A Letter from a Former Alcoholic…from Jail

I just heard the best sermon. It was heartbreaking, encouraging, challenging, convicting and loving. It was in a letter from a friend of mine, from jail. Great guy, great heart. But he will be the first to tell you that he had let the vices of the world gain control over him and that poor path choices can take you further out of the way than you wanted to go, keep you longer than you wanted to stay and cost you more than you wanted to pay.

We all struggle with always doing what we know is the “right thing”. We even know that in doing the wrong thing, the prospective consequences can be severe. Yet for some reason, we also have the thought dancing in the back of our head “but what are the chances?” So, while cautious folks only need the threat of a consequence to steer them back into line, the more adventurous/rebellious types may be willing to risk it. Some even laugh in the face of the ramifications of getting caught. Some folks are so controlled by addiction that there is no thought at all of the consequences. They only feel the clinking chain of their bondage leading them, and they have no resistance to follow. They don’t even know where they are going anymore. This is the way satan wants us. Unable to resist the things that “steal, kill and destroy” us. Jesus wants the opposite for us – He wants to give us “life and life in all of its fullness”. (John 10:10)

My friend, who is incarcerated in man’s jail where the food is scant and terrible, loneliness is stifling and cabin fever is a chronic condition, has discovered that the full life that Jesus talks of bringing, can be ours even in the circumstances where you cannot even use the restroom without permission and an audience. He has been set free! He is still behind bars, but the Lord is there with him, lifting his mind and spirit to the heavenly realms. Jesus has redeemed the situation that put him there and used him to minister to others who feel they have done too much “bad” to receive Jesus’s redemption. He says he often doesn’t feel he is making any headway with the other inmates, but he realizes he is called to sow and God will provide the yield.

Have you done anything that you think is “too bad” for Jesus’s atoning sacrifice to cover? Think again. He has redeemed murderers, thieves, adulterers, racists, haters, narcissists, money and power mongrels, those with mental illness, etc. and these are just some of those mentioned in the back half of the Bible. You would not be the first to have the worst kind of sin made new. Paul murdered many Christians, Matthew ripped off poor and vulnerable tribemates, Mary was a demon possessed prostitute, Nicodemus was a legalistic religious leader. All of these were redeemed. Changed. Made new. They recognized their depravity and repented to follow Jesus. They accepted what Jesus’s blood did for them. Often, the biggest sin is thinking “I’m not that bad.” Well, we aren’t perfect, and that is enough “bad” to keep us out of heaven and away from a perfect God. We too must accept Jesus’s sacrifice on our behalf to gain forgiveness.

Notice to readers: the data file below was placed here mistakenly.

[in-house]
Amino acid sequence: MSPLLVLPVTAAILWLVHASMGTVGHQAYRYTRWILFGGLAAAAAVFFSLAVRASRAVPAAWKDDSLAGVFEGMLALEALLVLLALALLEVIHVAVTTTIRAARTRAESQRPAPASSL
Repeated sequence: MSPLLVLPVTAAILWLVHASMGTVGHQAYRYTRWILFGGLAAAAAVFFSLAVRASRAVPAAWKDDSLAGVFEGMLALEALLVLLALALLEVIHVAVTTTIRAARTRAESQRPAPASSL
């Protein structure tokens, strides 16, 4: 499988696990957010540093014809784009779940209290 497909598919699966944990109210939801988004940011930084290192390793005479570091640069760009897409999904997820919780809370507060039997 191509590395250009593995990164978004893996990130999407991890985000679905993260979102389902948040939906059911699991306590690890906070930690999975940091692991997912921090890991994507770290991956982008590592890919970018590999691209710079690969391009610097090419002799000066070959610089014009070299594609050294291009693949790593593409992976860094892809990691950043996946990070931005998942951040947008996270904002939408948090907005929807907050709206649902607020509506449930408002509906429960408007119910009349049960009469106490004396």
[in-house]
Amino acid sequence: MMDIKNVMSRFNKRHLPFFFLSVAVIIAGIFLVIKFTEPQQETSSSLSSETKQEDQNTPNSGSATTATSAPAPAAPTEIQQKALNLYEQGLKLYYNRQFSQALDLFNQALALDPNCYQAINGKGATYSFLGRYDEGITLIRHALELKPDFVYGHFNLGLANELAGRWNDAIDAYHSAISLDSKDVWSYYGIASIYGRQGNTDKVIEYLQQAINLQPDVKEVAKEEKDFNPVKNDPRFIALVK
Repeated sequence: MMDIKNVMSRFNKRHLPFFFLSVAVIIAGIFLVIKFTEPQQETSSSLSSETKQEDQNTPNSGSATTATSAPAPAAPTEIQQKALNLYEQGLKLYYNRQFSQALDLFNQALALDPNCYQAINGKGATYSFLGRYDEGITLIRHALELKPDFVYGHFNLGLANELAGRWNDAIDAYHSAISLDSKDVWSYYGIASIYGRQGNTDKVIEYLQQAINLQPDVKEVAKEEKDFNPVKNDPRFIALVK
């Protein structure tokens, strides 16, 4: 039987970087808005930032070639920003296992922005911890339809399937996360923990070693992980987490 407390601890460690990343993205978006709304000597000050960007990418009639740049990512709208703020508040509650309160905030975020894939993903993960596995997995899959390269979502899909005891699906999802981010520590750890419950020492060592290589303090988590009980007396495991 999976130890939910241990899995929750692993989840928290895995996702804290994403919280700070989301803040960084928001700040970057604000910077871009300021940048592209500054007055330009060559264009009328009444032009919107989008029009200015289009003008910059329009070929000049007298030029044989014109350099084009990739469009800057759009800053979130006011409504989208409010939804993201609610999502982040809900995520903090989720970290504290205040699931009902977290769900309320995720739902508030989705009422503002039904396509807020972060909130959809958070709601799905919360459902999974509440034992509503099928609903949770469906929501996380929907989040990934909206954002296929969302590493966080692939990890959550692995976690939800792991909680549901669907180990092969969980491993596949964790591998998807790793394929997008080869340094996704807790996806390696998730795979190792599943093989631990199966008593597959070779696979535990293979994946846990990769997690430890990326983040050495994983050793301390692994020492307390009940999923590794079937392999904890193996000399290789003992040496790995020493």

My friend gets this! And so, the Muslim cell mate who is in for murder, and the gang member who says he has done too much bad, are hearing of God’s grace and mercy bringing sanctification (sort of a soul-deep cleansing) to all who ask. We don’t deserve it, and we can’t earn it.

My friend said in his letter, “If anyone needs encouragement who is going through a trial right now, tell them you know a former alcoholic whose life has been changed by the loving correction of God’s grace. Hebrews 12:5-13.”

There are lots of things that my friend is enduring right now that are terrible, including that he doesn’t know when he will be set free in man’s terms. But he already is, for “if the Son sets you free, you are free indeed.” John 8:36

My friend inspired and challenged me to live more like I am free. To celebrate my freedom and share with others how they can have it, too. Just like the apostle Paul who wrote his Biblical letters to believers while in jail, in my friend’s situation, he has encouraged my faith and my walk with Jesus. I hope he has done the same for you.

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